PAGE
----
International Conference on Family Planning 2009

Family Planning: Research and Best Practices

The Empowerment Effect

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Carie MuntiferingIn sub-Saharan Africa, condom use is very low and the most popular forms of contraception are injectables and pills—and often family planning decisions are left to women.

In a panel on Monday, Carie Muntifering, a doctoral student at the Johns Hopkins Bloomberg School of Public Health, presented findings from a study of the effect of women’s empowerment on their sexual activity and use of contraception. The data was extracted from Demographic and Health Surveys (DHS) data.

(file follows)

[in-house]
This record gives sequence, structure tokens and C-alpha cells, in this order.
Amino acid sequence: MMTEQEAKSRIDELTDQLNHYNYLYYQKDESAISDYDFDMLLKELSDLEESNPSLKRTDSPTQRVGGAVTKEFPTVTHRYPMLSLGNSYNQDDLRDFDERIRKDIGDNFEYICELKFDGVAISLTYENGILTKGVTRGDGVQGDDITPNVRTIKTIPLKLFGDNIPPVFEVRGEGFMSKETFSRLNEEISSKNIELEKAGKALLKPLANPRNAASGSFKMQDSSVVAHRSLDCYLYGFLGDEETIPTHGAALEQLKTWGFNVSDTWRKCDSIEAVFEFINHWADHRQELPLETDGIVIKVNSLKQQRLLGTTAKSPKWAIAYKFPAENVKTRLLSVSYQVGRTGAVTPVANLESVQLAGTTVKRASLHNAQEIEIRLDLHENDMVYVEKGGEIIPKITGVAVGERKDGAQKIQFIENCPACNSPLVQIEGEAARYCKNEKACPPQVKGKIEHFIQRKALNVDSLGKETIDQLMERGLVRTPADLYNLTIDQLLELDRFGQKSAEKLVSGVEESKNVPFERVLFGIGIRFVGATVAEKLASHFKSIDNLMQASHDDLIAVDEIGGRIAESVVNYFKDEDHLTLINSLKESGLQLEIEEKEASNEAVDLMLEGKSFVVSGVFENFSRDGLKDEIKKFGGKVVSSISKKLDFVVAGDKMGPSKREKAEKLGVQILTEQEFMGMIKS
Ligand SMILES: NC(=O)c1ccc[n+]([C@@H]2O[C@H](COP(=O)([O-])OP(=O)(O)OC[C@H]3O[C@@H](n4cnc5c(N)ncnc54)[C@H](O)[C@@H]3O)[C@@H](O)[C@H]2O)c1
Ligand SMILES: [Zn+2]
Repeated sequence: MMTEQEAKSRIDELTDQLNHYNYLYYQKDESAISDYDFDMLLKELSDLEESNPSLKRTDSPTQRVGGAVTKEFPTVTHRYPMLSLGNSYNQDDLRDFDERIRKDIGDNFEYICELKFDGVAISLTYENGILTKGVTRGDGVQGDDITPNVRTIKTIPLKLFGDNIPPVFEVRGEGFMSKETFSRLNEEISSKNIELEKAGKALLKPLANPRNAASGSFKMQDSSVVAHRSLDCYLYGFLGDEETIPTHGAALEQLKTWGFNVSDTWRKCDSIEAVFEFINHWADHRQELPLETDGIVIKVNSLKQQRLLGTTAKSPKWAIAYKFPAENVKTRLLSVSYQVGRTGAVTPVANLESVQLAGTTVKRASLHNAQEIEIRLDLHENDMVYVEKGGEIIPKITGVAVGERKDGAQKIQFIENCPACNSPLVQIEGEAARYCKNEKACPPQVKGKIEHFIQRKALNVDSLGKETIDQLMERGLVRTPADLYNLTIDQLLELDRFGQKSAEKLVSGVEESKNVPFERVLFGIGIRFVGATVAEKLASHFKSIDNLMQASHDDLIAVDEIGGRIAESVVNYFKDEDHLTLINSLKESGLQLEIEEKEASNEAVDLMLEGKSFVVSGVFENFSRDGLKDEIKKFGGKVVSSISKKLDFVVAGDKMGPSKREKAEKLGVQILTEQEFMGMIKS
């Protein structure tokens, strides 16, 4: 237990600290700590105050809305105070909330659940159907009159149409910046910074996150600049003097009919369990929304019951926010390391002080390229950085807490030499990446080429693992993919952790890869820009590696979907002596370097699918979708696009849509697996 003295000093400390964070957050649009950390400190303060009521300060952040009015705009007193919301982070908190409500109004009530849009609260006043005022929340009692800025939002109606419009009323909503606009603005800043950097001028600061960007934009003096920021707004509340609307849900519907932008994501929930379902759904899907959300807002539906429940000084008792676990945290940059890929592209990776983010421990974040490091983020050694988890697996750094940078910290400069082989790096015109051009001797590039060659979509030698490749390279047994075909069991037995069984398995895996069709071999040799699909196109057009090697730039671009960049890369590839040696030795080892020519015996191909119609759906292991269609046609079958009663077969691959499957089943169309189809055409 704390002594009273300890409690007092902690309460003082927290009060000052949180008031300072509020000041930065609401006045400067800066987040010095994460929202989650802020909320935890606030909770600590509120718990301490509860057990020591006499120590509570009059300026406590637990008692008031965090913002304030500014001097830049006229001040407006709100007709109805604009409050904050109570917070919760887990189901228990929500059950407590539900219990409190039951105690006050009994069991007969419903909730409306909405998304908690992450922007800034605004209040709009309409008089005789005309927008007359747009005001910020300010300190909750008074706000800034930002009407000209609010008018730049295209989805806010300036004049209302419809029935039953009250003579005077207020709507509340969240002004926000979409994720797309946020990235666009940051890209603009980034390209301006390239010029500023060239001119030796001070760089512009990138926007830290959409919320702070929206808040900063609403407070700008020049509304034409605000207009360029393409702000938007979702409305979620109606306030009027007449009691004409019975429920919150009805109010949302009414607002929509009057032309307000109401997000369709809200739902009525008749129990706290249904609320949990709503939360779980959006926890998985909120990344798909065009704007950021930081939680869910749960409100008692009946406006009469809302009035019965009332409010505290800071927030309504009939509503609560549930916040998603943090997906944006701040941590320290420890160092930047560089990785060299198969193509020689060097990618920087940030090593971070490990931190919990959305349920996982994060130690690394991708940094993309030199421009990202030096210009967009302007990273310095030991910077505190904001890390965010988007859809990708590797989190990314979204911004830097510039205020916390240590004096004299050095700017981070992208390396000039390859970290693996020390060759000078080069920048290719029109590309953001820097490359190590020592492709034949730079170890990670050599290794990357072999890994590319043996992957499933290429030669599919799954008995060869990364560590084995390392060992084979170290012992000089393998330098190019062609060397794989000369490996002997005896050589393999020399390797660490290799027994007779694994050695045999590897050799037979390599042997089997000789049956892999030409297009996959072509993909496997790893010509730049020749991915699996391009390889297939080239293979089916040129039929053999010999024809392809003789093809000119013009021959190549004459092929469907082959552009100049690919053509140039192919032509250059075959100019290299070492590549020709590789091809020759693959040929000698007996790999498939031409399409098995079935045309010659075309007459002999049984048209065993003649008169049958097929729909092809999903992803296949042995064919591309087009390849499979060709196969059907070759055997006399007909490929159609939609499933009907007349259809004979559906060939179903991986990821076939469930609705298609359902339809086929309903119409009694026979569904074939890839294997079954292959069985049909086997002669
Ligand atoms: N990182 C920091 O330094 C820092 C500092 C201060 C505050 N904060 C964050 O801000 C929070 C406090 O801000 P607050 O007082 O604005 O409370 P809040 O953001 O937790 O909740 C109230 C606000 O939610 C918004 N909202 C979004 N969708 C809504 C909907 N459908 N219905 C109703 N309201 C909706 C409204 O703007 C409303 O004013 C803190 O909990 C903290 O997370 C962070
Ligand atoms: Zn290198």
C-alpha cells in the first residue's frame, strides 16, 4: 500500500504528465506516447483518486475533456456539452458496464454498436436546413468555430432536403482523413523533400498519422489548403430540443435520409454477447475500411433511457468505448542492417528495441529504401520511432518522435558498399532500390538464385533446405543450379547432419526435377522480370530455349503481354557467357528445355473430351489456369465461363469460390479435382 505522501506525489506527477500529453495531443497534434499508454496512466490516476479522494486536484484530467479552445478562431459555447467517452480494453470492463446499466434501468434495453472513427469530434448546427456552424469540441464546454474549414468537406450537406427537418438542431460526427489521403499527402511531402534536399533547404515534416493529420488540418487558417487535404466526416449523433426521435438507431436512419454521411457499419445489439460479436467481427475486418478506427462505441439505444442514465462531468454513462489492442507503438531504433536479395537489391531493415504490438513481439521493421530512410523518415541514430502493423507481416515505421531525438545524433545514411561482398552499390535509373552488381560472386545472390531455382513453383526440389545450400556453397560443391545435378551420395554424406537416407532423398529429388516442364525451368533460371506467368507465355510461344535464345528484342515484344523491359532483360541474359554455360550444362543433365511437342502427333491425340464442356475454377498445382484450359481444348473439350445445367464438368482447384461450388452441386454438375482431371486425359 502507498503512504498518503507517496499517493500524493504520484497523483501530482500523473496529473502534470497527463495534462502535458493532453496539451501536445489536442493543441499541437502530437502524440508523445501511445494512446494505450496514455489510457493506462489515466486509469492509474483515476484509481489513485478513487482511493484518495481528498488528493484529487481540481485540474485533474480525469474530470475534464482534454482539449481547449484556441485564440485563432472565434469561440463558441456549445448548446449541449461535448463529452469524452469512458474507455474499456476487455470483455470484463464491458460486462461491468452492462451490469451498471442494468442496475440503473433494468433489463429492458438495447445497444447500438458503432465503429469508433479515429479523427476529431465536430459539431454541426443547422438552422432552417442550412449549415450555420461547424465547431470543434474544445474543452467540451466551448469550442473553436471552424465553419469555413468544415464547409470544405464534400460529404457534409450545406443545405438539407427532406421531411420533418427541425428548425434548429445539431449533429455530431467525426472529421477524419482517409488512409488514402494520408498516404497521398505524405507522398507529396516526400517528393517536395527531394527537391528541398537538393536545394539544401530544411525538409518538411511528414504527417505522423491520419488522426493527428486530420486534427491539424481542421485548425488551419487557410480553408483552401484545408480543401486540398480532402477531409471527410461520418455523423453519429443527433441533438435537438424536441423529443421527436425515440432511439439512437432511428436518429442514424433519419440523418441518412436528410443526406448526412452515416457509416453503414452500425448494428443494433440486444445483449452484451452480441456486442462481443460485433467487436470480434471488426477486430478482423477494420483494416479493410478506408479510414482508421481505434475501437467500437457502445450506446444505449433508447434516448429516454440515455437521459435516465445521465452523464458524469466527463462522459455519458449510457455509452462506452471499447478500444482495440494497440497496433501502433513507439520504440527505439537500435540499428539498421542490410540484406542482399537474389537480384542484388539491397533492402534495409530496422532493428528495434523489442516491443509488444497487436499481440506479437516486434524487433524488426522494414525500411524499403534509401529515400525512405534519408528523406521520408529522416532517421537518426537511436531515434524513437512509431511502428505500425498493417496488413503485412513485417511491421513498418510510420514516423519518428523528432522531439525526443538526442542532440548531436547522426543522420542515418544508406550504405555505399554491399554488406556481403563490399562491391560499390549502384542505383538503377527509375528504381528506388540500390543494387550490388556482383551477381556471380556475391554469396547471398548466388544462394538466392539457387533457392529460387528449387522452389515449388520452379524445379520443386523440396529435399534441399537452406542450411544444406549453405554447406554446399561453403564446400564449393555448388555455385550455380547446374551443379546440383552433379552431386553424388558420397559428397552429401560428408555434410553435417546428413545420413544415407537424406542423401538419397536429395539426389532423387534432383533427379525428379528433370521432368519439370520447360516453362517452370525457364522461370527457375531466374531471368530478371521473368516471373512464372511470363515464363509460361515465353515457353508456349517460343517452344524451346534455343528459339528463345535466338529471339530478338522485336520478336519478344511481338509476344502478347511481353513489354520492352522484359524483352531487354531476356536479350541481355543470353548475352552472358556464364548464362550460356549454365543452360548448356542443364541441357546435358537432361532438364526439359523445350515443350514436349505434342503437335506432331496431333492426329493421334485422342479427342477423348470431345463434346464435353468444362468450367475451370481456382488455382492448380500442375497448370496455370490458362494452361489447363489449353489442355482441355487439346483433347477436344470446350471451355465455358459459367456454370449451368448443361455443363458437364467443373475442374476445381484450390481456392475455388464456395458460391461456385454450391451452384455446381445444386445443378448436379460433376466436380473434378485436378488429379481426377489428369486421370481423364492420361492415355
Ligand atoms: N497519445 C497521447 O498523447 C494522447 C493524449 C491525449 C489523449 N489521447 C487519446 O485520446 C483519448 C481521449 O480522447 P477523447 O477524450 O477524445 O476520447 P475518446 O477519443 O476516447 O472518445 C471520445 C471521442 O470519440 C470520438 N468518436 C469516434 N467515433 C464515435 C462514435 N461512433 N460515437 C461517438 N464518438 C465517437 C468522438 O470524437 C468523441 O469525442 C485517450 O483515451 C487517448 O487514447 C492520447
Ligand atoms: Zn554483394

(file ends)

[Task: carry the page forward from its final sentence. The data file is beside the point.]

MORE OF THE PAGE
The study compared data among married women in Ghana, Malawi, Mali, Rwanda, Uganda and Zimbabwe, which represent varied rates of continuous contraceptive use. Household autonomy was measured and ranked according to three factors from the DHS data: who in the married couple makes health care decisions, who makes purchases and who makes decisions about visiting families in the household.

One finding is that the higher the empowerment score, the less likely women were to have reported having recent sexual activity. This was true across all six countries. Muntifering theorizes that empowered women have more ability to negotiate sex, and in many African countries, sex is often uncomfortable or painful because of genital mutilation (also known as female circumcision).

Another finding is that greater women’s autonomy and joint decision-making was found to be associated with higher modern contraceptive use in four of the six countries—Rwanda, Zimbabwe, Malawi and Uganda.

Written by C. Grillo | JHSPH

November 16, 2009 at 8:48 pm

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